DSLR Test: Sony Alpha 330

Sony's new DSLR gets high marks despite its relatively low price.


Smack in the middle of a trio of new entry-level DSLRs from Sony, the 10.2MP Alpha 330 is an appealing option for photographers stepping up from compacts. A nice price ($650, street, with 18-55mm f/3.5-5.6 Sony DT SAM lens; $850, street, with an additional 55-200mm f/4-5.6 Sony DT SAM lens), fast autofocus, tilting LCD, and easy-to-understand controls are a few of its highlights. And it aced nearly all of our tests in the Pop Photo Lab.

Image Quality:

Typical of DSLRs these days, the A330 got an Excellent rating in our color accuracy test. With an average Delta E of 7.11, it handily beat our cutoff of 8 or below for top honors. As have previous entry-level Sonys, the A330 also scored quite well in noise control. Using the manufacturer's RAW converter (Image Data Converter SR), and with the default level of noise reduction applied, it never rose above a Moderately Low noise rating. That's two steps above the bottom rung on our scale.

At higher ISOs, Sony's noise reduction is quite aggressive and comes at the expense of real-world resolving power. Indeed, resolution was the one component of image quality in which the A330 fell behind its competitors. No surprise, since it starts out with fewer megapixels than most competing DSLRs, which have at least 12MP (the Canon EOS Rebel T1i, tested on page 64, leads the pack with a 15.1MP sensor).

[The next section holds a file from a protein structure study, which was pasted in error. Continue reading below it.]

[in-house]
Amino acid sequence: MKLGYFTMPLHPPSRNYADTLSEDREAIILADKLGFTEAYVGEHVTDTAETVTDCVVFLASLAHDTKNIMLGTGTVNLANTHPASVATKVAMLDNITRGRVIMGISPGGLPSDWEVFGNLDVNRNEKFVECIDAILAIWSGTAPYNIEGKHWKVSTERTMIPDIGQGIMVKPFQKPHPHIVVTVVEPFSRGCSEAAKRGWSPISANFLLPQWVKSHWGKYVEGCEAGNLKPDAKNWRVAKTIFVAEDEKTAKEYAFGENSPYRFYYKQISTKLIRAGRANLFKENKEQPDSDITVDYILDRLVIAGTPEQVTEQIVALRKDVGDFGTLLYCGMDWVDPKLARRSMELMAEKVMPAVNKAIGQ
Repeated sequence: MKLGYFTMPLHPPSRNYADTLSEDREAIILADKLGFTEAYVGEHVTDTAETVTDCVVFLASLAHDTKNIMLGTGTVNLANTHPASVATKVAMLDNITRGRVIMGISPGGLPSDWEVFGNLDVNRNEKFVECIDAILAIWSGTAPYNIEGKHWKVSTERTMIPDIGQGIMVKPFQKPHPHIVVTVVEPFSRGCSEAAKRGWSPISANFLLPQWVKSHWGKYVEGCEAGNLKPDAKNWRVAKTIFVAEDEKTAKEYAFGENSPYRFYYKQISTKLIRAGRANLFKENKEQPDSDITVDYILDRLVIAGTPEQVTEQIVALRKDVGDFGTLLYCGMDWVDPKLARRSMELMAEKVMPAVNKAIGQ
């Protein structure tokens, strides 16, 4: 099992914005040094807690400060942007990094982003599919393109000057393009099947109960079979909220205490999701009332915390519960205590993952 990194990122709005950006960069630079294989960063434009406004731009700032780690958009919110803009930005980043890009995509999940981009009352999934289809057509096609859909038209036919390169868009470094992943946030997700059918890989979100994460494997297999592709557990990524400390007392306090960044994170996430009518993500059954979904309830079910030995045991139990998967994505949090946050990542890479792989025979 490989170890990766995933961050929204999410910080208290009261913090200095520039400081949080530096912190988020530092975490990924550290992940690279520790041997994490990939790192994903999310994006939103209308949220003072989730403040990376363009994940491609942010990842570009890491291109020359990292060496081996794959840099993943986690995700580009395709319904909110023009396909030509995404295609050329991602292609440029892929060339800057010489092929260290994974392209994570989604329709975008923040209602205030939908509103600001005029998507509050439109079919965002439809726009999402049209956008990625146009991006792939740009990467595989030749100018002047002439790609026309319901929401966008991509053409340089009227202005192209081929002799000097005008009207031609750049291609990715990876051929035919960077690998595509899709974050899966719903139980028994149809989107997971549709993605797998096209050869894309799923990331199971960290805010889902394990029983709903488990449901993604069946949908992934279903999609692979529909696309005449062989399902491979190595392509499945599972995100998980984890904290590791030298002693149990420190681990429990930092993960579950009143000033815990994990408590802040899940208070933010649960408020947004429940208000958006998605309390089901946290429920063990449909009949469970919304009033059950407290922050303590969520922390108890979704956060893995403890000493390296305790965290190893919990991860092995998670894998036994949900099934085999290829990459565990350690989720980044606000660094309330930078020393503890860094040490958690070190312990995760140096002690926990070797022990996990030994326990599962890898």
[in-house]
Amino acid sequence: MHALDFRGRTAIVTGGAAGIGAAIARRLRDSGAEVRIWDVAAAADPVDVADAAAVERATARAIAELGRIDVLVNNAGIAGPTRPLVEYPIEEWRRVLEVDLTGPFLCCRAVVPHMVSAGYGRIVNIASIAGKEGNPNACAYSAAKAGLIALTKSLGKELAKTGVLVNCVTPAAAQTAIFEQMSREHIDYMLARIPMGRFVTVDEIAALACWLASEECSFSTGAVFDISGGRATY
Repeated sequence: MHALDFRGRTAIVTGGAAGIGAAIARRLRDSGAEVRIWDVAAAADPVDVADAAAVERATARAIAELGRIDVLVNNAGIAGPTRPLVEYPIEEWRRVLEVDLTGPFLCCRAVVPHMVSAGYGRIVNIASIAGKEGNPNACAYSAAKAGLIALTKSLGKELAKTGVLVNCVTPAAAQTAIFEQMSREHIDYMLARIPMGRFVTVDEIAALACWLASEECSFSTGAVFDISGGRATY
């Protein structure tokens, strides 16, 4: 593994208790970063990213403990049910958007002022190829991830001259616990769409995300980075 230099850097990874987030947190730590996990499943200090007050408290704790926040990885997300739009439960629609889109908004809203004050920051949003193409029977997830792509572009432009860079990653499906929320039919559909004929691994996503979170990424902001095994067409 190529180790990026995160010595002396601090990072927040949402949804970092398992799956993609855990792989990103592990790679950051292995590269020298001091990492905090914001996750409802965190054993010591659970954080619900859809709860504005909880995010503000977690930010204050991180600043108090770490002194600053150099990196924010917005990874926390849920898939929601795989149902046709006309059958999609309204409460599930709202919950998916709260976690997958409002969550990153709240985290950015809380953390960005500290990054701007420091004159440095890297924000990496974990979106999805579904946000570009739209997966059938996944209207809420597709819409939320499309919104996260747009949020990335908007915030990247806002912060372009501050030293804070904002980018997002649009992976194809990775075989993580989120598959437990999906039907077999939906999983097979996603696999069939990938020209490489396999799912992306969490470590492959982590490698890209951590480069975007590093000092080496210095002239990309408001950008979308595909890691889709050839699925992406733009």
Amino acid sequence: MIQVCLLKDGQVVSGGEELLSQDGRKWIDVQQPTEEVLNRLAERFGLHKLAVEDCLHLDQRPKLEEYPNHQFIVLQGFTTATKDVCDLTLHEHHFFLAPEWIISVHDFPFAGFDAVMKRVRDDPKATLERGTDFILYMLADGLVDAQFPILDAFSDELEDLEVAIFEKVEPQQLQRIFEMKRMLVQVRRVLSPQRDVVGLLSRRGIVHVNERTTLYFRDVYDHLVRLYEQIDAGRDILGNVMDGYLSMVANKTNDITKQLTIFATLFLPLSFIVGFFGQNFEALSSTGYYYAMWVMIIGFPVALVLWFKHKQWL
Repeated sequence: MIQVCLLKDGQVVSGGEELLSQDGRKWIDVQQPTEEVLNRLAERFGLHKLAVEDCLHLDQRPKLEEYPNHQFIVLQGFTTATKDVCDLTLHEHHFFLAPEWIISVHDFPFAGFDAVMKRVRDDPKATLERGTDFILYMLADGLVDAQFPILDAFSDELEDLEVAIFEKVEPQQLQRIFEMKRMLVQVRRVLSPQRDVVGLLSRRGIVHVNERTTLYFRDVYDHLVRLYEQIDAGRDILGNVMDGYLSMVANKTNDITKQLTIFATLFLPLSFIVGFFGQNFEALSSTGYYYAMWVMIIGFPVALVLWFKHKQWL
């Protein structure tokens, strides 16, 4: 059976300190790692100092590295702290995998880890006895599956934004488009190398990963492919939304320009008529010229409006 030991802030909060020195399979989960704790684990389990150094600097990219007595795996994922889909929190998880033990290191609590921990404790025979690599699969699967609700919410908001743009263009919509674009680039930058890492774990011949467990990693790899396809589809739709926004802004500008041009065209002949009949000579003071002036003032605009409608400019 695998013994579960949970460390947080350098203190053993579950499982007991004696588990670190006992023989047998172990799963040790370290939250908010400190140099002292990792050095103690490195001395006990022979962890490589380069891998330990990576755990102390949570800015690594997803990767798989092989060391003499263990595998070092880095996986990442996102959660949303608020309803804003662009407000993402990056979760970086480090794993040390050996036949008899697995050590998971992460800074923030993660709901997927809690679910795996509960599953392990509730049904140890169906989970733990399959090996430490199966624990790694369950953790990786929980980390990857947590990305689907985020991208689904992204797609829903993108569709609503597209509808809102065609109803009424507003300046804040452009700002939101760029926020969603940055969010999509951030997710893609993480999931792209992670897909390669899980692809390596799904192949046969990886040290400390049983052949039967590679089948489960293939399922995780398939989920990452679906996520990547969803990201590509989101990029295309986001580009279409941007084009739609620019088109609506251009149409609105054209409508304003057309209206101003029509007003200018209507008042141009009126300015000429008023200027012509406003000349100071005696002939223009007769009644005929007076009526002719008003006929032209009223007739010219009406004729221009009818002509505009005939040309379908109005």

At ISO 100, the A330's lowest sensitivity, it delivered 1970 lines of resolution (a High score) in our test. Once we reached ISO 3200, the default NR ate up 200 lines-not insignificant-for a result of 1770 lines. By way of comparison, the 12.3MP Olympus E-620 served up 1820 lines at ISO 3200, even with its default noise reduction applied.

Given the resolution, the A330 scores a Very High rating for overall image quality from ISO 100 through 400, pulled up a bit by its Excellent color accuracy and Very Low or better noise in that range. From ISO 800 through ISO 3200, overall image quality was High.

Autofocus And Live View:

The speed of the autofocus system is one arena in which the Alpha 330 shines. It focused faster than the Rebel T1i for the brighter half of our AF test, turning in a blazing 0.27 seconds at the brightest light level, EV 12. And while the Canon locked onto our target faster at EV 2, it wasn't by much-0.57 versus 0.63 sec for the Sony. All the way down at murky EV -1, the A330 focused in a speedy 1.02 sec. That was the limit of the Alpha's AF system-in less light than that, it couldn't focus-while the Rebel was able to focus at EV -2, the dimmest level of our test. Shooting in Live View mode? The Sony uses phase-detection AF, affording a much faster response, as the mirror doesn't have to flip in and out of the light path to allow the camera to focus on your subject. The downside? Because the Sony's live view comes from a separate sensor, you don't get 100-percent framing accuracy.

Handling And Controls